The Shrine of Our Lady of Walsingham is the most renowned sanctuary of the Mother of God in the whole of the British Isles.
Walsingham itself is a village in a remote part of East Anglia some 125 miles from London. Here in the year 1061, (when England was still considered part of the One Orthodox Catholic Church) Richeldis, Lady of the Manor, received a vision in the fields near her home. The Blessed Virgin Mary appeared to her and carried her in spirit to Nazareth. There, Our Lady showed her the little house where the Annunciation took place, and directed her to construct an exact copy. In confirmation of this vision, a spring of water suddenly appeared at Richeldis’ feet.
Richeldis obeyed, and so a chapel, after the model of the Holy House at Nazareth, was built beside the spring in honor of the mystery of the Incarnation. By God’s blessing Walsingham grew into a great center of prayer. Pilgrims came not only from distant parts of England or Scotland but from all over Europe, to pray before the venerable image of God’s Mother in the Holy House, and to drink from the waters of the spring. England’s Nazareth, as it was called, became famous for miracles of healing.
The Mother of God is honored at Walsingham not only by Anglicans and Roman Catholics, but by Orthodox as well. Before World War 1, Archbishop Seraphim, of the Russian Orthodox Church in Paris, blessed a plot of land close to the nave of the Shrine Church, where it is hoped one day to establish a permanent place for Orthodox worship (this chapel has not so far been built). In 1938, at the consecration of the enlarged Shrine Church, a delegation from the Russian Church was present, led by Archbishop Nestor and Archimandrite Nicolas Gibbes. Then at Pentecost, 1944, a temporary chapel within the walls of the Anglican Shrine was blessed by Archbishop Sava of Grodno, of the Polish Orthodox Church. This continues to be used by Orthodox pilgrims. Although small, it has an icon screen and all the features necessary for Eastern Orthodox worship.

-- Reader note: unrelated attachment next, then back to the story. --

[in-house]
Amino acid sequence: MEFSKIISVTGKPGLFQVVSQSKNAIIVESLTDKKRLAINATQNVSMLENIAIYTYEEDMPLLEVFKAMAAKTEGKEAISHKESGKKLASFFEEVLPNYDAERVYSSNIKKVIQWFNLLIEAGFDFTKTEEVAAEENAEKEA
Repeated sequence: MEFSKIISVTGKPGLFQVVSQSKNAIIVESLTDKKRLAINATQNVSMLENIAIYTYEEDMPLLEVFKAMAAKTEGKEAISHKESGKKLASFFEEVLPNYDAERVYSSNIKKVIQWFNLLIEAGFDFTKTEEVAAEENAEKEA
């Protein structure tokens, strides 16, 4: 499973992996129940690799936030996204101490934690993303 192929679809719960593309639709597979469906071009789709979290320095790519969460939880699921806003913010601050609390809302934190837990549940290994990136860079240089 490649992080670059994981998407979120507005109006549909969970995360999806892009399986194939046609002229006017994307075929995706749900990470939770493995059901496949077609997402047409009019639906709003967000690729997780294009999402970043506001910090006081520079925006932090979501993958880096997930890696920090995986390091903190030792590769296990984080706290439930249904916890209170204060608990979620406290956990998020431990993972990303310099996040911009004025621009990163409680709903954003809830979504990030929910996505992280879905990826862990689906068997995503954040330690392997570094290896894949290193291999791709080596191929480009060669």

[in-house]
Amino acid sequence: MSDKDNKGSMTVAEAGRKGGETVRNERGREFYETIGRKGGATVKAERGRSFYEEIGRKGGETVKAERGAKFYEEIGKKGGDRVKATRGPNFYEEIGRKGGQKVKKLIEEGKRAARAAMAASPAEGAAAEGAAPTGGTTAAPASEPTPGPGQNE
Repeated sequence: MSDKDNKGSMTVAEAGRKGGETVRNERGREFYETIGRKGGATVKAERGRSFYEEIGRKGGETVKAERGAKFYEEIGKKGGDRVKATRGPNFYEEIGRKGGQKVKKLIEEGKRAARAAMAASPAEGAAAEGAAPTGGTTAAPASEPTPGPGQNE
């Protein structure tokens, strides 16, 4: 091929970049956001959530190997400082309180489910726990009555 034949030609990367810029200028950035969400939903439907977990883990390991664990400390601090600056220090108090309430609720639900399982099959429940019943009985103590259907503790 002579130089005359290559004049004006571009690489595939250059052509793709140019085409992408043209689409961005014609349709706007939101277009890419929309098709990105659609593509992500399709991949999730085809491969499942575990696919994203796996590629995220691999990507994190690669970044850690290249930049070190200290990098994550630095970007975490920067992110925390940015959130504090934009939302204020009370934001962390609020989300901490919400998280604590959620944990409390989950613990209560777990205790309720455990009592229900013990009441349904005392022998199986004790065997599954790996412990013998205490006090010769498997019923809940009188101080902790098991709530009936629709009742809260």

Among the Orthodox who visited the Shrine after the war was the saintly Serbian Bishop, Nicholai Velimirovich. For several years a Serbian priest, Father Nadjanovich lived permanently at Walsingham. Since 1961 there have been regular Greek Orthodox pilgrimages. In 1964, the Orthodox Confraternity of Our Lady of Walsingharn was set up, under the patronage of Metropolitan Athenagoras, with Greek, Russian, Serbian, and English Orthodox representatives on the Council.From Fr. Patrick Cardine, St. Patrick Orthodox Church www.SaintPatrickOrthodox.org